As a high school math teacher for 29 years, I have watched my students change so much with how they learn and what they are exposed to in their school years. My students are products of instant feedback and they do not have to wonder about anything because they have Google in their pockets with their cell phones. A few years ago, as I was returning my paper assignment that I had graded, I noticed that my students would not even look at their mistakes. I have completely changed my class such that now my students get immediate feedback six times every single day in my class. Now my students look at their mistakes and learn from them before the assessment is given. I have experimented with many things in the classroom throughout my career and I can honestly say this works and I love it for many reasons. The most important reason is my students. I teach with HyperSlides and have built my slides to be engaging activities that allow students to work at their pace. They are able to complete interactive materials with instant feedback and built in self assessments. This provides students with more ownership of their learning and prevents waiting for a paper to be graded to see if they understand the content. HyperSlides is based on the strategy coined in the HyperDoc Handbook: Intentional Lesson Design Using Google Apps. Learn more about HyperDocs here.
I start my class off with everyday with Teacher Time. Research shows that a student’s age plus one is the number of minutes you have of their attention before they start drifting from the topic. Therefore, if I teach 15-year-old students that means I have about 16 minutes to ask them to zone in and understand the material. Teacher Time is designed on that fact. I pre-select three to four problems that I teach to my students on a given topic or standard. I stand and deliver those problems in class as part of the teacher time, after completing those problems my students are directed to a Google Form with one problem that is similar to the one that they just watched me complete. The Google Form is branched, meaning that if students get the question right they move on to their Hyper Slides activities that I have prepared. If the student misses the question they are directed to help in the Google Form, which can be a video, or a problem that is worked out and placed in the form as an image. Once they are more comfortable with the question, the students try the problem again. If they are successful, they move forward, if they are not then they are given help as I watch their data live from the Google Form. Without my students having to ask for help, I make my way over and revisit the problem that was missed with individual attention while other students are moving forward.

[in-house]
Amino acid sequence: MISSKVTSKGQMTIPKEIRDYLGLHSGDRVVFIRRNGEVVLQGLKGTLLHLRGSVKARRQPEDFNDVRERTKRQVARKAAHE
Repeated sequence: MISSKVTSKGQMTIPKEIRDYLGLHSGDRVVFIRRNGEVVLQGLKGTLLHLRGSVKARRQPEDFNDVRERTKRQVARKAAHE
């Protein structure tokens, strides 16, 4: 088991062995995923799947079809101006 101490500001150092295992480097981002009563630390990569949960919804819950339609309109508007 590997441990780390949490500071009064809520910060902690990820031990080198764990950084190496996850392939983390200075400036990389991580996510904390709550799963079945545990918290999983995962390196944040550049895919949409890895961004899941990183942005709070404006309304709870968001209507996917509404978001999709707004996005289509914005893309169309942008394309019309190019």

Drag & Drop
Drag and Drop is one of the ways I allow my students to practice. It is interactive and allows them to practice the way their state assessment will be. In my state of Georgia, there is a Drag & Drop activity on the assessment that my students take. I have made a daily Drag & Drop in Google Slides for them each day as a quick practice and it is so much better than a worksheet. My students like this because they get a chance to Think-Pair-Share their results before turning in their slide deck. I want my students to be able to share and communicate about the math that we are doing in class. The Think-Pair-Share gives them time to collaborate with each other and build working relationships in their class, much like I do with my own job.
There are aspects of of digital Geometry lessons that are my students’ favorites. I do not assign traditional homework; instead I do a work session. The work session is an interactive engagement that provides the students a way to understand and practice their skills they have learned. The work session allows the students to ask for help and to sharpen their skills before their assessments. I use live data in my classroom daily. The live data is generated with Google Forms in a few different ways. I shared the Teacher Time You Try, however, built into each lesson is a Student You Try activity. The Student You Try is a Google Slide in the slide deck that has the pencil icon and my students know that they place their answer in a Google Form, which provides them with immediate feedback on their comprehension of the standard. If they get the problem right they move forward, but if they do not get it right then help is given to them in that Google Form with a branched form that allows my students to see their mistake and to try again.